Madanes will present guidelines for the positive use of shame in couples and families. Stories from therapy will be told to reveal complicated problems in which shame, sex, power and love are interconnected. Looking at extreme cases of violence will throw light on when it is appropriate to experience shame and how to recover from the pain that shame represents. In our families and in society, we use shame as a secret weapon in restraining the abuse of power and the expression of violence. Yet there are various sides to shame. It can be experienced by victims instead of victimizers, and it can bring about compassionate deeds or lead to guilt and failure. Feelings of shame often conceal deep, hidden issues inside a family, an organization, or a nation.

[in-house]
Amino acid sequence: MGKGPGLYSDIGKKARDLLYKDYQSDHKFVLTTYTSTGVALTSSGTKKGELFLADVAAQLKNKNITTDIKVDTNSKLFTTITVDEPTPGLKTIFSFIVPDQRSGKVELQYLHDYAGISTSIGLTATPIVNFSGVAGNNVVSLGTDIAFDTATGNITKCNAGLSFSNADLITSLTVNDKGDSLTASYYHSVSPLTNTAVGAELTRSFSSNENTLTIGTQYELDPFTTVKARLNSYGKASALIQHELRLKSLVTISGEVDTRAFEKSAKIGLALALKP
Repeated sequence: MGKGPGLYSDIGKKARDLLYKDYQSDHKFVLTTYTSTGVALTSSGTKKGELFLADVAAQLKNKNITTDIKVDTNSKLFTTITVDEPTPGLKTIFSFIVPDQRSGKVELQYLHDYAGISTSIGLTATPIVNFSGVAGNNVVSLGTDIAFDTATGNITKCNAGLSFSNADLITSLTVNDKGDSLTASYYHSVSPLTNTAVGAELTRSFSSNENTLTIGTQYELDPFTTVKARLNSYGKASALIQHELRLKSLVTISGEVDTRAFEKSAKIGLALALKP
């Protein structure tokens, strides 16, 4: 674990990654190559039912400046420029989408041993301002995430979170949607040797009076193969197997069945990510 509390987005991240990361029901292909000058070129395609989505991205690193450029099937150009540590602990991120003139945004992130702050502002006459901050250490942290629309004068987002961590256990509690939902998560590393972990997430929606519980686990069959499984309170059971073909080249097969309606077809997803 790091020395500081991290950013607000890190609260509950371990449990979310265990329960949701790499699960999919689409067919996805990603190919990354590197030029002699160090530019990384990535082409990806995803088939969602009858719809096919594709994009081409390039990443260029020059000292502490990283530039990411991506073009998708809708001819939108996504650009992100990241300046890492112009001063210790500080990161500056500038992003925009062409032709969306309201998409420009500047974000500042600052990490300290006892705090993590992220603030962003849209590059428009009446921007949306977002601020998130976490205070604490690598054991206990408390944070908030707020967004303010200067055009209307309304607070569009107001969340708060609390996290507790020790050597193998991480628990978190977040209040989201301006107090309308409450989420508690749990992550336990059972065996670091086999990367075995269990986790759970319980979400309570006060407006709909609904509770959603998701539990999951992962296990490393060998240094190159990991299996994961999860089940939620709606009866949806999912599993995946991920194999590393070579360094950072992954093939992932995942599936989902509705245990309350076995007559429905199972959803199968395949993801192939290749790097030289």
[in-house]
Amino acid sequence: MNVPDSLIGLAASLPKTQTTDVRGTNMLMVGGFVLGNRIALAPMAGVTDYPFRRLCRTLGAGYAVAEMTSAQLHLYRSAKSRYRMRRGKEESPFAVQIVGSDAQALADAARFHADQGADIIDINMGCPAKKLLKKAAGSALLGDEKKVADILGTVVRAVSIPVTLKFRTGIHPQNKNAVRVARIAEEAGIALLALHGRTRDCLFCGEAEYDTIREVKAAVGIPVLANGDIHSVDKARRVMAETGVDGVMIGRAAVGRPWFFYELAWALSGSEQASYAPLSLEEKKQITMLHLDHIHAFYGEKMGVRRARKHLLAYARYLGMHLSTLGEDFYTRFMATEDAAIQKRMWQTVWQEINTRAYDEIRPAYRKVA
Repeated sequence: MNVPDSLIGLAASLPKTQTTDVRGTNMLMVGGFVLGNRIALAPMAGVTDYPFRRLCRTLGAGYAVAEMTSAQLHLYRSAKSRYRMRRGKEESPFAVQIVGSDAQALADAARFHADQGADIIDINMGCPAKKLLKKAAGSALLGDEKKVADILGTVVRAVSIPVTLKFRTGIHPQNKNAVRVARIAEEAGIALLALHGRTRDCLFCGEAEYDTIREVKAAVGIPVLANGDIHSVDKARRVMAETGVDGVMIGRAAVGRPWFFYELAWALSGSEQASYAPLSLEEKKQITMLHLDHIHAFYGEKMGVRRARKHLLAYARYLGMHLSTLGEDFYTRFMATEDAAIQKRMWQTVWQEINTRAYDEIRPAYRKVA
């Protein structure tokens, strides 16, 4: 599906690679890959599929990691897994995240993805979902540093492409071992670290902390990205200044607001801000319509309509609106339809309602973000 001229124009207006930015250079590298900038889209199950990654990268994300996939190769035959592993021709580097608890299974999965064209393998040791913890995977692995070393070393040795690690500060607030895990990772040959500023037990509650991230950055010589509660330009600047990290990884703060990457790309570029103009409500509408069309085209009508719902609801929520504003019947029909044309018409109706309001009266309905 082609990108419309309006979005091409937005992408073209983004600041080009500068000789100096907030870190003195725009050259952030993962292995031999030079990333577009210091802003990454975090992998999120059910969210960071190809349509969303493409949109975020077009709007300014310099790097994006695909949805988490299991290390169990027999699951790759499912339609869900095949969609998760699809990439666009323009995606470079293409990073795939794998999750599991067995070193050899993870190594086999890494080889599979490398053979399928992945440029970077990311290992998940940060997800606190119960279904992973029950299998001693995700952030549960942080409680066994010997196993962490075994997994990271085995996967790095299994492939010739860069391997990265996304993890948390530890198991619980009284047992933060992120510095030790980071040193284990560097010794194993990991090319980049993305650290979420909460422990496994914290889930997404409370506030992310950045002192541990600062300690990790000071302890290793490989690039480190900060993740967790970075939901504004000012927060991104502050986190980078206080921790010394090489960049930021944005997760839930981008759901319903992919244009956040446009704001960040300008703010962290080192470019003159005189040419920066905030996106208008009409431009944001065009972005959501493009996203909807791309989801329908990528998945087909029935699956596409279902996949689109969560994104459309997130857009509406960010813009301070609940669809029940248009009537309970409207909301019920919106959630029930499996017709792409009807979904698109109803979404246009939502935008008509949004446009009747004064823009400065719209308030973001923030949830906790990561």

For the past half-century there has been a remarkable and continual evolution in the theory and practice of psychotherapy. Now that evolution shows signs of becoming a revolution. Many elements of these changes are, as yet, only scantily represented in the literature, but they are the stuff of bull sessions, the more liberated case conferences and solitary, sometimes fearful, experimentations. This transition comes about from a variety of influences, among which three are particularly worthy of examination for what they suggest about what is likely to emerge a half-century from now. The three are: 1) Developments in our understanding of our own nature as human beings. 2) Experiments with delivery systems for psychotherapy. 3) Great numbers of new entrants into the field, of whom many have limited or nontraditional training.
Panel 15 from the Evolution of Psychotherapy 1995 - Resistance
Featuring James F.T. Bugental, Ph.D.; Albert Ellis, Ph.D.; Otto Kernberg, M.D.; and Erving Polster, Ph.D.
Moderated by Camillo Loriedo, MD